Manage episode 376854493 series 2952524
For most places in the world, and Japan in particular, when you find a good salesperson, you tend to stick with them. Why is that? There is a huge trust component to the idea that this person is someone you can rely on and who isn’t going to rob you blind, so that they get rich at your expense. There are so many unprofessional salespeople floating around on every continent and this is just base incompetence in action. Then there are evil salespeople who scam buyers, but this is a very small number of crooks and dirty dealers. The problem is that buyers are always thinking of the scammers in any sales transaction. They may not have personally suffered at the hands of these scoundrels, but the urban legends are powerful and the warning signals are always being scanned in the sales talk.
How do we build trust? The most basic requirement is to not lie to clients. Anotherbasic requirement is to have the buyer’s interests at the forefront of your mind rather than your interests. There are different profit margins for products and services. Sales Managers have opinions on what you should be selling, there are sale’s contests to push products etc., which can confuse salespeople as to what they are there for. Any time the equation surfaces that the sale should be more for the benefit of the firm, rather than the buyer, then we are destroying the basis for trust building with buyers.
Buyers follow salespeople they trust around and if your current firm is evil, then keep your customers and move somewhere else. What do the new firms look for in you – how many buyers have you got to bring to the company? Don’t put up with anyone in the company trying to get you to compromise your relationship with your buyers, for some short-term goal like a sale’s contest or a manufacturer bonus for sales over a certain number. These ideas are fine, as long as the filter of fit for the client is applied and you can honestly say that this is a good deal for the buyer, because it will deliver what they are seeking. That is the key consideration – will it give the buyer the outcomes they need or not?
When you operate like this you build up that key trust and your buyers recommend you to other buyers and your good name is out there in the marketplace as someone you can work with and who you can trust. What is the value of that reputation? It is gold! The issue though is you don’t get that prominence after one deal. It takes thousands of deals and many years to build up a following of current buyers and potential buyers, who will look at using you based on what they have heard about you.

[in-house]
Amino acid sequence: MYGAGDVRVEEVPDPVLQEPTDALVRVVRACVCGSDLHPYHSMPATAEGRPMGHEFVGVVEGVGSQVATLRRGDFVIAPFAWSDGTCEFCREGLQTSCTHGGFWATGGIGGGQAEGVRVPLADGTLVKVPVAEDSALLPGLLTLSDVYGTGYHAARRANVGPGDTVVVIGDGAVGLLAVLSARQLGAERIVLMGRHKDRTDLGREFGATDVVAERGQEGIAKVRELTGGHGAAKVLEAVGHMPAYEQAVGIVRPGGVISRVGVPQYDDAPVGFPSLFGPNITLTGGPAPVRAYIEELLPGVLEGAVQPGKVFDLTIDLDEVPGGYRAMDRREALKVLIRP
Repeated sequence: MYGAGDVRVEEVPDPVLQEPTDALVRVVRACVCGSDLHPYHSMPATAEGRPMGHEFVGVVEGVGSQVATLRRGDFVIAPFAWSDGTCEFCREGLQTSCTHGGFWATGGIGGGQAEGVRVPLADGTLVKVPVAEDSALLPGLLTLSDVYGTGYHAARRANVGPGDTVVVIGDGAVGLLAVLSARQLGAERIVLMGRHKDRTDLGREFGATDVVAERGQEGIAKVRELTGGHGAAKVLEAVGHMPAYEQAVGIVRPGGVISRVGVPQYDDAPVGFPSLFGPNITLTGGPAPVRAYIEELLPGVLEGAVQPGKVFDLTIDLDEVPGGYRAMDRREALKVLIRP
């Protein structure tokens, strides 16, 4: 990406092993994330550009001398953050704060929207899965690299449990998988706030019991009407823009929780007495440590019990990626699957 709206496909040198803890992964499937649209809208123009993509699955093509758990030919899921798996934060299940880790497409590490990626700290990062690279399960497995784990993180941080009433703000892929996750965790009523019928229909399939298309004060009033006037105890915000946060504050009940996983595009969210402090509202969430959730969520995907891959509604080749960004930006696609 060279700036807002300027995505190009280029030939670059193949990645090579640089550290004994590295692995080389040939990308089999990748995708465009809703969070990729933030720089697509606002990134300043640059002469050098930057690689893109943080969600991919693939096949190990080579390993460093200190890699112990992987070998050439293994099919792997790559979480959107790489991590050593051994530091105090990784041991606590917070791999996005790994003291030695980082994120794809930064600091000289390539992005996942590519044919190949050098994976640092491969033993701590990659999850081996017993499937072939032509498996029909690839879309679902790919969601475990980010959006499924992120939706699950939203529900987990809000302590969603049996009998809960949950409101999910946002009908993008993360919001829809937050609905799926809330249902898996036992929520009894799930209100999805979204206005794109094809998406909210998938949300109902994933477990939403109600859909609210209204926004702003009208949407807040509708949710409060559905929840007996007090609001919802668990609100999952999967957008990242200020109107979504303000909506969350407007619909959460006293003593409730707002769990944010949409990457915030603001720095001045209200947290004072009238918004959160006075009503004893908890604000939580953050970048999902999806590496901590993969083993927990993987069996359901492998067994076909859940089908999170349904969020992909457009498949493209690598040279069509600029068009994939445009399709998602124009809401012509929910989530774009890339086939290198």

From time-to-time things will go pear shaped and you have to do your best to repair the relationship, and that might have some financial elements attached to it, like giving them back their money. Often though, the firm hierarchy will not support you and this is where you can be compromised. That is why leaving for a more stable company who can see the long-term relationship as an asset, is a much better idea. Telling the buyer that you are unable to give them their money back, because of the firm’s policy and that as a direct consequence of their decision toward this client, you are leaving that company, leaves your trust element intact. Clients won’t be happy to not get their money back but you taking the high moral ground will be noted and appreciated. They won’t deal with your company again, but they will continue to deal with you and will speak highly of you to others.
We all know that gaining trust in sales is so difficult and that it takes a lot of time but that is how it is and we have to work within those boundaries. Walking away from a deal that isn’t in the best interests of the client, hurts at that moment, because the revenues associated with that deal won’t be arriving when you need them to get there. That is painful and financially can make things hard. Giving in to temptation to do the deal anyway is a sugar hit and you will suffer massive depression later, when the market hears you can’t be trusted, you are too expensive and because what you offer doesn’t work. Maybe you think you can skid from one client to another before the bad news catches up with you, but that is very optimistic in this internet world, where bad news travels at lightspeed.
The one-to-one personal recommendation from one buyer to a potential buyer is a much slower transition, but the value component of the stacked trust factor is enormous. We will question what we read in our social media feeds, but we will believe what our trusted friend or associate tells us about you. What would you pay to get that outcome? You would pay the price of doing the right deals that are in the buyer’s interests and sustaining that approach over many, many years. That is how you build a following – one trusting buyer at a time.